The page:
Dr. Kressly received her medical degree from Temple University School of Medicine and served her residency at St. Christopher’s Hospital for Children. Dr. Kressly began practicing in the Doylestown area in 1990 and has been an involved member of the medical community since then. Her independent pediatric practice has been a recognized medical home since 2011.


In addition, she adds her pediatric expertise and advocacy voice to national health IT conversations including HIMSS, ONC workgroups, EHRA and others. Dr. Kressly’s “North Star” is ensuring that every child has the best chance at a bright future, and supporting the pediatric clinicians who are essential to success.

Missed CTC-RI meeting or learning session? Catch up here!

CTC-RI offers CME credits for select meetings, including asynchronous viewing of meeting recordings. Learn more and access evaluation forms here.


  • Medicaid Pediatric Healthcare Recovery Program Behavioral Health ECHO® Learning Session - CBT/Anxiety | April 2023 (presentation and recording)



  • ECHO® Learning Series - Age-Friendly Approaches to Dementia Care: Safety Concerns When Caring for Someone with Dementia* | April 2023 (evaluation)


  • ECHO® Learning Series - Age-Friendly Approaches to Dementia Care: Understanding and Responding to Dementia Related Behaviors* | May 2023 (evaluation)


Practice Resources, News, and Information

Health Affairs: Integrating Behavioral Health in Primary Care: Overcoming Decades Of Challenges

CTC-RI's work was highlighted in a new Health Affairs article spotlighting the national mental health crisis. According to a poll last summer conducted by CNN in partnership with the Henry J. Kaiser Family Foundation, 9 out of 10 adults in the US believe that the country is facing a mental health crisis.


Certification opportunity: Chronic Pain Self-Management

The Own Your Health Collaborative is looking for individuals interested in becoming certified leaders of the Chronic Pain Self-Management program. Individuals who wish to become Chronic Pain Self-Management Program leaders must complete a four-day leader training hosted at RIPIN in Warick on June 20, 23, 28, and 30th. If you are interested please contact Jasmine Franco at Jasmine.Franco@health.ri.gov


Attention Healthcare Grads: RI's Wavemaker tax credit program could benefit you!

The Wavemaker Fellowship program provides a refundable tax credit to professionals working at employers throughout Rhode Island. Learn more.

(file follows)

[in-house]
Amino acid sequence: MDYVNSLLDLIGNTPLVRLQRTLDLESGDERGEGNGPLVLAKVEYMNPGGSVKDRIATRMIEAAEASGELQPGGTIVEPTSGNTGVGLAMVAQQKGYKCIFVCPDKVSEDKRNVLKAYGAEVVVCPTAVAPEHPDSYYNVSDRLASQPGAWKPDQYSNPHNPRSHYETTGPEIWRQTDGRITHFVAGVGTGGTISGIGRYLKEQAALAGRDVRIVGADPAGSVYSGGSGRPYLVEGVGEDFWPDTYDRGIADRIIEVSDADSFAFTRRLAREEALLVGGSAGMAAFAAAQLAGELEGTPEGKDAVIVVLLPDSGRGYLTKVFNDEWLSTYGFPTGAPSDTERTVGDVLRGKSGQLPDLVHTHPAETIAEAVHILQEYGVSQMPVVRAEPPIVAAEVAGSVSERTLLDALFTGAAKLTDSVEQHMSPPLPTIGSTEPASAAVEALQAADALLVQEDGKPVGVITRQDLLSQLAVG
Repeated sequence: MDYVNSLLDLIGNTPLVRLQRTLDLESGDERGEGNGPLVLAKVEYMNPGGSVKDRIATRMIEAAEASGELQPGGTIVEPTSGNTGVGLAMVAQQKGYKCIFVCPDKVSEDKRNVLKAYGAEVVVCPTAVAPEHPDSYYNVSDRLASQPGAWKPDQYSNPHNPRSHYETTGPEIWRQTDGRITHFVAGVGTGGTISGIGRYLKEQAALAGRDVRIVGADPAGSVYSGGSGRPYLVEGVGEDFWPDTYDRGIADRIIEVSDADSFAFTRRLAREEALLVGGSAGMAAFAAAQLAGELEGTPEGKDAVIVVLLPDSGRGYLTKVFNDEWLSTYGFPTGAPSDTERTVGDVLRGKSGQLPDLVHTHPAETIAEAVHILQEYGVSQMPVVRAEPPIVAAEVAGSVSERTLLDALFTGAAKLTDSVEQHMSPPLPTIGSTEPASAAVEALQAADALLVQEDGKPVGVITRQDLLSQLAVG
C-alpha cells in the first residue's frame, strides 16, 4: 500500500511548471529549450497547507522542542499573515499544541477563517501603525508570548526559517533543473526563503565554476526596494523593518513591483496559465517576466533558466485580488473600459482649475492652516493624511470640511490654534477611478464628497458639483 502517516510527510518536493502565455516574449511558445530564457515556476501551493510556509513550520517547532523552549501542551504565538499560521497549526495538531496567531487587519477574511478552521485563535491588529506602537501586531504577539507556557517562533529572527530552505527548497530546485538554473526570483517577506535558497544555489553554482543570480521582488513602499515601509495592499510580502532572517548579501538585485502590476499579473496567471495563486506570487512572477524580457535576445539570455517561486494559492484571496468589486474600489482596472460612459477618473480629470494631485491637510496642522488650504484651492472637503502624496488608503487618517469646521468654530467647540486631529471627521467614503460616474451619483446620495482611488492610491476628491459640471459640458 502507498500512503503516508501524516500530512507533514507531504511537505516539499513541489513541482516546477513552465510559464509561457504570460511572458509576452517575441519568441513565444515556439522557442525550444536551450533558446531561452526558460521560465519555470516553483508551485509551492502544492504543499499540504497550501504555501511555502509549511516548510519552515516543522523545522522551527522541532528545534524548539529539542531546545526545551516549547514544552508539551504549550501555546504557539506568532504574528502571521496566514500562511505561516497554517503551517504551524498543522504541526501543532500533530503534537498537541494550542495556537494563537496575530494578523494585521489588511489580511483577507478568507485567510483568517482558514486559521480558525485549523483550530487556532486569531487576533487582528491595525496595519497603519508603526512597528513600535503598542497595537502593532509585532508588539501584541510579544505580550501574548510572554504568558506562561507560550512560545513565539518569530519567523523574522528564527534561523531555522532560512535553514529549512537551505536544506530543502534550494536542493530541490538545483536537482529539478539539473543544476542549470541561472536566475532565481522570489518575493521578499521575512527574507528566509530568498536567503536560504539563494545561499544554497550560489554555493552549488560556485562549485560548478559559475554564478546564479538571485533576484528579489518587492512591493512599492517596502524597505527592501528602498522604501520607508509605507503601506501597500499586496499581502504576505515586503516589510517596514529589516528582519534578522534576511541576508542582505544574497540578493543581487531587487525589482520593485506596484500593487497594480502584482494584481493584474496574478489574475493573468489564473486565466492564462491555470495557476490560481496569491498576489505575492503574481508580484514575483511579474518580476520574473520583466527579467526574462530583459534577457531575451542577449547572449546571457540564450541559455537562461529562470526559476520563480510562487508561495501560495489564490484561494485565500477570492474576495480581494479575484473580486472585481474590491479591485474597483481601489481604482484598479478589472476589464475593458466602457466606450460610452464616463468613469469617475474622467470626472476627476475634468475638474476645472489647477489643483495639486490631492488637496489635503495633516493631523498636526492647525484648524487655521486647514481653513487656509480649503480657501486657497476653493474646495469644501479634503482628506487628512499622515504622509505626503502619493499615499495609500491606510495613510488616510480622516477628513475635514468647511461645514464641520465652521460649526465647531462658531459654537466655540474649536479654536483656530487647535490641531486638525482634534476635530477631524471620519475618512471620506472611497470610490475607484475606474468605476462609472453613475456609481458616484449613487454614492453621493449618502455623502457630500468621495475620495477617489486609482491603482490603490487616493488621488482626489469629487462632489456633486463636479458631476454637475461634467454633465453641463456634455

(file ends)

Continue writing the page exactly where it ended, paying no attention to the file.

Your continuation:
MLPB April Update: The End of the Public Health Emergency, and More!

Access news and resources from MLPB's newsletter here.

Upcoming CTC-RI Committee Meetings and Workgroups

  • June 08, 07:30-09:00AM – Prior Authorization Kickoff Meeting
  • June 14, 08:00-09:00AM – Task Force for Primary Care Provider Workforce Development
  • June 16, 07:30-09:00AM – Clinical Strategy Committee

Upcoming Learning Collaboratives and Professional Development

  • May 24, 07:30-08:30AM – Medicaid Recovery Program BH ECHO Learning Session - Medication Management in Pediatrics
  • May 25, 07:30-08:30AM – ECHO® Learning Series - Approaches to Dementia Care: Building Blocks for Becoming Age-Friendly
  • May 31, 07:30-09:00AM – Care Coordination ECHO® Session #1
  • June 01, 07:30-08:00AM – Virtual Coffee Breaks with Dr Pat Flanagan & Dr Beth Lange
  • June 08, 07:30-08:30AM – ECHO® Learning Series - Approaches to Dementia Care: Building Blocks for Becoming Age-Friendly
  • June 09, 07:30-09:00AM – Breakfast of Champions
  • June 15, 07:30-08:30AM – Pediatric Weight Management ECHO® Session
  • June 16, 12:00-01:00PM – Integrated Behavioral Health Meet and Eat
  • June 20, 08:00-09:00AM – Best Practices in Team-Based Care (formerly NCM/CC Best Practice Sharing)
  • June 21, 08:00-09:30AM – Care + Community + Equity Best Practice Sharing
  • June 22, 07:30-08:30AM – Medicaid Recovery Program BH ECHO Learning Session - Suicide Risk, Prevention & Tools
  • June 29, 07:30-09:00AM – Care Coordination ECHO® Session #2
Care Transformation Collaborative of RI | ctc-ri@ctc-ri.org | ctc-ri.org